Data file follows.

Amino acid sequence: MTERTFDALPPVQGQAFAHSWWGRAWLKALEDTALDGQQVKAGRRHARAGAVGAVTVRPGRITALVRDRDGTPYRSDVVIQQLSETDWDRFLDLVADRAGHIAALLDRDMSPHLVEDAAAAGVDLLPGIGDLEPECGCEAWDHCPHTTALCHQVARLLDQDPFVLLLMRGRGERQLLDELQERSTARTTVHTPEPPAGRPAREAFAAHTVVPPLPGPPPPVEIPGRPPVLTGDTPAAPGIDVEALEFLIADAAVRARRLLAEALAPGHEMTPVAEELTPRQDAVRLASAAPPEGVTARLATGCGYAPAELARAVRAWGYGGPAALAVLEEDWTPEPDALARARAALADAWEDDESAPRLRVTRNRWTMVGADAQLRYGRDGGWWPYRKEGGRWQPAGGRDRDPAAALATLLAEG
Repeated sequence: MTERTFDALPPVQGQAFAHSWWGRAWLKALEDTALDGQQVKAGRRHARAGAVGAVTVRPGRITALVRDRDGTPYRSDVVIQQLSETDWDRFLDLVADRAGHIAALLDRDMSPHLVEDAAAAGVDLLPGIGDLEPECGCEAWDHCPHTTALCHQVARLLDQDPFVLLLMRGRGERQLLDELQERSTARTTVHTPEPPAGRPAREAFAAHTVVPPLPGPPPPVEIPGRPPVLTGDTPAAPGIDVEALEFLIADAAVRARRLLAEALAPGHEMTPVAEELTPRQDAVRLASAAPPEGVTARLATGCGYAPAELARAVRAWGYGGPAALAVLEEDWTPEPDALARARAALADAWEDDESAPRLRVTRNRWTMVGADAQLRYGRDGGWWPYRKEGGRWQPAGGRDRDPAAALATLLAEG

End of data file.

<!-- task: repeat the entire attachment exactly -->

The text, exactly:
Amino acid sequence: MTERTFDALPPVQGQAFAHSWWGRAWLKALEDTALDGQQVKAGRRHARAGAVGAVTVRPGRITALVRDRDGTPYRSDVVIQQLSETDWDRFLDLVADRAGHIAALLDRDMSPHLVEDAAAAGVDLLPGIGDLEPECGCEAWDHCPHTTALCHQVARLLDQDPFVLLLMRGRGERQLLDELQERSTARTTVHTPEPPAGRPAREAFAAHTVVPPLPGPPPPVEIPGRPPVLTGDTPAAPGIDVEALEFLIADAAVRARRLLAEALAPGHEMTPVAEELTPRQDAVRLASAAPPEGVTARLATGCGYAPAELARAVRAWGYGGPAALAVLEEDWTPEPDALARARAALADAWEDDESAPRLRVTRNRWTMVGADAQLRYGRDGGWWPYRKEGGRWQPAGGRDRDPAAALATLLAEG
Repeated sequence: MTERTFDALPPVQGQAFAHSWWGRAWLKALEDTALDGQQVKAGRRHARAGAVGAVTVRPGRITALVRDRDGTPYRSDVVIQQLSETDWDRFLDLVADRAGHIAALLDRDMSPHLVEDAAAAGVDLLPGIGDLEPECGCEAWDHCPHTTALCHQVARLLDQDPFVLLLMRGRGERQLLDELQERSTARTTVHTPEPPAGRPAREAFAAHTVVPPLPGPPPPVEIPGRPPVLTGDTPAAPGIDVEALEFLIADAAVRARRLLAEALAPGHEMTPVAEELTPRQDAVRLASAAPPEGVTARLATGCGYAPAELARAVRAWGYGGPAALAVLEEDWTPEPDALARARAALADAWEDDESAPRLRVTRNRWTMVGADAQLRYGRDGGWWPYRKEGGRWQPAGGRDRDPAAALATLLAEG